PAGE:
Agricultural research remained an almost exclusive domain of the public sector until the 1980s.
The role of the private sector remained limited before this time. The private sector underwent a
trying period of time from 1972 to 1976. Along with large and medium sized private sector
industries, many agribusiness firms were nationalised and merged under various state-owned
corporations that controlled the processing and export of agricultural products. This continued
into the early 1980s when the nationalisation process was reversed and a slow beginning towards
denationalization and deregulation of agriculture and agricultural industries and parastatals
began. The privatisation process began in earnest in 1988 when the government of the day
initiated the privatisation of many industries and took a more supportive view of private sector
investment. This policy continues with privatisation and the disbanding of parastatals and
programmes and policies to stimulate private sector investment. Steps have been taken, for
example, to phase out the upper ceiling on land holdings by agricultural companies and
programmes have been put into place for easier access to credit. During the period from 1988 to
1998, most subsidiaries of the hee Corporation of Pakistan, the Pakistan Industrial Development
Corporation, and the National Fertiliser Corporation were privatised. Other parastatals such as
the Trading Corporation of Pakistan, the Rice Export Corporation, and the Cotton Export
Corporation were downsized and merged with the Trading Corporation. The Marketing and
Storage Corporation was disbanded. Other parastatals, including the Trading Corporation, have
been exposed to competition with the private sector. Government policies toward agriculture
have not been favourable [World Bank (1994)]. Policies have kept farm level prices of the three
major crops of wheat, cotton and rice at lower than free market prices thereby decreasing farm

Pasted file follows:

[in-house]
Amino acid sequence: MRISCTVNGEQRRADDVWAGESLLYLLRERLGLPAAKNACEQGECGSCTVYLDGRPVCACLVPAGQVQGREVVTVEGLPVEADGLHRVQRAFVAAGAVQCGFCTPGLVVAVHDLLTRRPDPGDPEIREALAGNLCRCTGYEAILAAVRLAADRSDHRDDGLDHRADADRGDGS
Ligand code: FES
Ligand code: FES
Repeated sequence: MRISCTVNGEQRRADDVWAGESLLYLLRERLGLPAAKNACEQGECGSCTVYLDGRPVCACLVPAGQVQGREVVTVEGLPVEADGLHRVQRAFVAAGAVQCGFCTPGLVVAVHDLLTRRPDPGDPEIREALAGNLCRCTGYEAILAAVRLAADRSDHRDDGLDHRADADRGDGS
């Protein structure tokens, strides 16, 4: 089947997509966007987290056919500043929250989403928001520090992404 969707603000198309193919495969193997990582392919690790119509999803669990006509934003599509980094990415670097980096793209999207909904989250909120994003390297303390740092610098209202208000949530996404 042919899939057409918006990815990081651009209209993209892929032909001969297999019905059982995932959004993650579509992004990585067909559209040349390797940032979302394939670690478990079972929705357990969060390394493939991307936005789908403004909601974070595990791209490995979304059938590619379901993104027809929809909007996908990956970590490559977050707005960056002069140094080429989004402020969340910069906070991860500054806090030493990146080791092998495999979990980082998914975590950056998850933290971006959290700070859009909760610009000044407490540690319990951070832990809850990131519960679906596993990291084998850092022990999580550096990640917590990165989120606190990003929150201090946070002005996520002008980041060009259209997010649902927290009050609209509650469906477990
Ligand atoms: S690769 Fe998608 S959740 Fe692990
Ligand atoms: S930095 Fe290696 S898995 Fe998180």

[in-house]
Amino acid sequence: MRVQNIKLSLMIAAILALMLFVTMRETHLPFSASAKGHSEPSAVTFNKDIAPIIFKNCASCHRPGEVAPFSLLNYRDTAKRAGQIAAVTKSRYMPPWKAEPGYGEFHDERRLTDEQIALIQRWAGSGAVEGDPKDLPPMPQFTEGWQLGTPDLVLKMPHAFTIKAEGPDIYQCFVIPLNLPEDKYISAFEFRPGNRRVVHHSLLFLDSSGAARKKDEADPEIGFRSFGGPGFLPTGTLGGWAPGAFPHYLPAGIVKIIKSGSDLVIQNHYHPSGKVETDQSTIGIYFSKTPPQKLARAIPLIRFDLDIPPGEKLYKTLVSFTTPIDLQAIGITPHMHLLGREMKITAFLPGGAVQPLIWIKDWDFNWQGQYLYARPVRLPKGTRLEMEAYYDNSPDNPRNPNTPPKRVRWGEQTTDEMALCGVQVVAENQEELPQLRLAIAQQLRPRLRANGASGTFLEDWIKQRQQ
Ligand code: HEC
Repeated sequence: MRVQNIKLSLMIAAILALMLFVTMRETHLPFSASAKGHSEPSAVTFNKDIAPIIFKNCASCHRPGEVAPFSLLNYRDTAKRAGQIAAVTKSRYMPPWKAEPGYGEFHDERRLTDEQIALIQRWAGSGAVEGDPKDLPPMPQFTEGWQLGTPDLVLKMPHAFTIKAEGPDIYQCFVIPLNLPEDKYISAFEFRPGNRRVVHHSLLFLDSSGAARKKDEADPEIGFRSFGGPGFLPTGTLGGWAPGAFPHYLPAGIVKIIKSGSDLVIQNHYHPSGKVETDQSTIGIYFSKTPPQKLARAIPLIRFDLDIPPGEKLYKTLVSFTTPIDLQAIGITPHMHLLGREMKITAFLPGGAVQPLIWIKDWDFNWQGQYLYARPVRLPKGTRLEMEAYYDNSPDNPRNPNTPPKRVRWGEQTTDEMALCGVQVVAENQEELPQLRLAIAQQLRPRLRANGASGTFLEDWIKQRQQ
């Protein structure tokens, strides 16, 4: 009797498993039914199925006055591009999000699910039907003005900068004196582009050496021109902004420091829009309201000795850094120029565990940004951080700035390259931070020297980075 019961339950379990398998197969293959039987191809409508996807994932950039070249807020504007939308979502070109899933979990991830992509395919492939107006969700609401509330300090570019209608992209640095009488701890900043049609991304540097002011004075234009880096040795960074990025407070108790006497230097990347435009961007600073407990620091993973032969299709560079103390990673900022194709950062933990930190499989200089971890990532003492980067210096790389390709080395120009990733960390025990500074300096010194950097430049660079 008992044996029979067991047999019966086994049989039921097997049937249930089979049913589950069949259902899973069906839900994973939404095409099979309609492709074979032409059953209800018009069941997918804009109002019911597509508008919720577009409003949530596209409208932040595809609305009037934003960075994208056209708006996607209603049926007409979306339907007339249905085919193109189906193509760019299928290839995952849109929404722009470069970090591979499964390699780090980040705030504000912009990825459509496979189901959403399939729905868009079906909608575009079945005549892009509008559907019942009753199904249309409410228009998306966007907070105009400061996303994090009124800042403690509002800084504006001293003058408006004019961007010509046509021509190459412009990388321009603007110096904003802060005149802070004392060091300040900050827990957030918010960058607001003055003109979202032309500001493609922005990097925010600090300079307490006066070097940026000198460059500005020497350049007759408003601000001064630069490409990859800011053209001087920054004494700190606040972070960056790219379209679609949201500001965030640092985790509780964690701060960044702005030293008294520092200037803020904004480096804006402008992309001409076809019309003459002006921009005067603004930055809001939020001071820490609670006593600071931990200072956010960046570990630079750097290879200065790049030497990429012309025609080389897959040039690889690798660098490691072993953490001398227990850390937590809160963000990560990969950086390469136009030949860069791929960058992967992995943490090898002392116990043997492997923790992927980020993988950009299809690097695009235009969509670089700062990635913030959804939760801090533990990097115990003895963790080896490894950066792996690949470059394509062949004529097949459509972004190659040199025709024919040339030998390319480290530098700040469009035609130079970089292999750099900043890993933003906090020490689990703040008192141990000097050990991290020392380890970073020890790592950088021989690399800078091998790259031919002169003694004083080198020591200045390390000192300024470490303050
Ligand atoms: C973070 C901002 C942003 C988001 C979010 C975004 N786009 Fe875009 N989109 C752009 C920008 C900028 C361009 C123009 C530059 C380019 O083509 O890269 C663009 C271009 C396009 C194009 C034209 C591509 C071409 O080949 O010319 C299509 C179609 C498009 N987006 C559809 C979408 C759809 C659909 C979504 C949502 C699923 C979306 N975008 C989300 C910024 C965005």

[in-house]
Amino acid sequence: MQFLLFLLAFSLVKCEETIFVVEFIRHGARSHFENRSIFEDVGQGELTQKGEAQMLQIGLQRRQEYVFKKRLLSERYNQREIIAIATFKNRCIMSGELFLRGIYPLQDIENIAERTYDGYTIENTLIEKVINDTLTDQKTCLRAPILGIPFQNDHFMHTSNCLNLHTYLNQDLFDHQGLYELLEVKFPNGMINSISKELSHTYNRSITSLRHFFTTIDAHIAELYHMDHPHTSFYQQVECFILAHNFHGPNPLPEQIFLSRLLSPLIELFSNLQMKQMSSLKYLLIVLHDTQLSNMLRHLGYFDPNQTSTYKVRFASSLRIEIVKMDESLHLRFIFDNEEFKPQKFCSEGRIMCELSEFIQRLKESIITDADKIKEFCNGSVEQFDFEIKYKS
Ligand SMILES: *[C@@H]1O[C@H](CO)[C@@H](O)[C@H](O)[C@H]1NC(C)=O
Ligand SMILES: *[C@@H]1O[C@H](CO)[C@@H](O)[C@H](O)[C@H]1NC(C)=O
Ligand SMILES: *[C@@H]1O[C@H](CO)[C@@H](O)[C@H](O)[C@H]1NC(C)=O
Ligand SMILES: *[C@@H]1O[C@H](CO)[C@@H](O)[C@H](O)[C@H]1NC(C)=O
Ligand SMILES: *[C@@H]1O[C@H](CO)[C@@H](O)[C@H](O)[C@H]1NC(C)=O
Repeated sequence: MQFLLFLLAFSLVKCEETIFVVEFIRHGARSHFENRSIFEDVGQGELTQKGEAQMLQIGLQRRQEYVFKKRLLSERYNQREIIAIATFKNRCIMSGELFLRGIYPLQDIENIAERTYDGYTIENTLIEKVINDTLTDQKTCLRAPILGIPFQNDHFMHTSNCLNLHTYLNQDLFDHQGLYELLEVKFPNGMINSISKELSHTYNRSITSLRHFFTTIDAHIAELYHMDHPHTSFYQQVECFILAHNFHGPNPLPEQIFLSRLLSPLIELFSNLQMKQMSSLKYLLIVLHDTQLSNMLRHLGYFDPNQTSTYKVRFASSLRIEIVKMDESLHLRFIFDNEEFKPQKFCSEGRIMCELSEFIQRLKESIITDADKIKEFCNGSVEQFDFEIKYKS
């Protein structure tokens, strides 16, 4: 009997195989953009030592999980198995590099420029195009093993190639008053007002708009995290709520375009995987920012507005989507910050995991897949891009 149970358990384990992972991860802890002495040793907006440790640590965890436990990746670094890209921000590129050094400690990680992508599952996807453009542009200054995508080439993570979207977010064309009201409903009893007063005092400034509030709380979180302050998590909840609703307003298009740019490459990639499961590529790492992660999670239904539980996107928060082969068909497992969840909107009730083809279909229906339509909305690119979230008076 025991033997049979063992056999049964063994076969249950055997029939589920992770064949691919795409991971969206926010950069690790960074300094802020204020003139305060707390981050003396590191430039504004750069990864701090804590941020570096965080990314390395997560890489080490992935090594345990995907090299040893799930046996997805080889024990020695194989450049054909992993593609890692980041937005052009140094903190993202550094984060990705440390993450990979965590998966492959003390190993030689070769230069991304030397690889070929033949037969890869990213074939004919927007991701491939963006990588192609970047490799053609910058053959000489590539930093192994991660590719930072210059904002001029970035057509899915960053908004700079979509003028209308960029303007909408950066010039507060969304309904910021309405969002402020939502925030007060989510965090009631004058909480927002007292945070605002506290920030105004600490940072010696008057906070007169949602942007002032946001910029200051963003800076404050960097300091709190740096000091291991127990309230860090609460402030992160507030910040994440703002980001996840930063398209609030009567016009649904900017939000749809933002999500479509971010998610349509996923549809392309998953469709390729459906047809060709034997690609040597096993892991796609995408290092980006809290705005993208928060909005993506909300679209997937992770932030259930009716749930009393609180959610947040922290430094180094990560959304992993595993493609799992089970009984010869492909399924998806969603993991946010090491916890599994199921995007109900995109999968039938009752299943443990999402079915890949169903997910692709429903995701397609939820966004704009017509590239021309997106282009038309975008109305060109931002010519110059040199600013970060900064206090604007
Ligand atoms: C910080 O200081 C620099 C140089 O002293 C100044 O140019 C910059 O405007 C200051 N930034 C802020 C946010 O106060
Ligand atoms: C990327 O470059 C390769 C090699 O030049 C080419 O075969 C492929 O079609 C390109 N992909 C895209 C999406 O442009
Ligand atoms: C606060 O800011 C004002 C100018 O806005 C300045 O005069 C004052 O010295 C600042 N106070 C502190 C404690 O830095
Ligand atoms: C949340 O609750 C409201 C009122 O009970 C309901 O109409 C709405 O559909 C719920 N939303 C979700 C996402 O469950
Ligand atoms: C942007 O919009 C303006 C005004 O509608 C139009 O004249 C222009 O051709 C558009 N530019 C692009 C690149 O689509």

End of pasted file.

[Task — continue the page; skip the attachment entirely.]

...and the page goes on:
level profit margins. This can only hurt private sector agribusiness investment as optimum
inputlevels are lower than they would be under higher prices and wider farm level profit margins
from a free market. Farm level profit margins were further squeezed with the removal of the
subsidies on fertiliser and credit
Private sector investment in agricultural research in Pakistan, although growing in importance, is
limited at present and with a few exceptions, has not had a significant impact on agricultural
production and productivity. The publicly funded agricultural research system has made the
major contribution to increases in production and productivity growth. However the impressive
gains of the past cannot be achieved with the current underfunded public research system which
makes it all the more important for private sector investment in agricultural research to achieve
its full potential in areas of its comparative advantage. This paper identifies the magnitude of
private sector agricultural research investment in Pakistan and discusses some of the current
policy constraints that hamper its scope. Information was gathered through informal and formal
surveys of multinational and national firms conducting agricultural research in Pakistan in the
areas of inputs and product processing. Although private sector investment in agricultural
research has more than doubled in the past ten years, uncertainty persists surrounding
privatisation issues, unresolved intellectual property rights regulation, and the enforcement of
seed certification and truth-in-labelling rules and regulations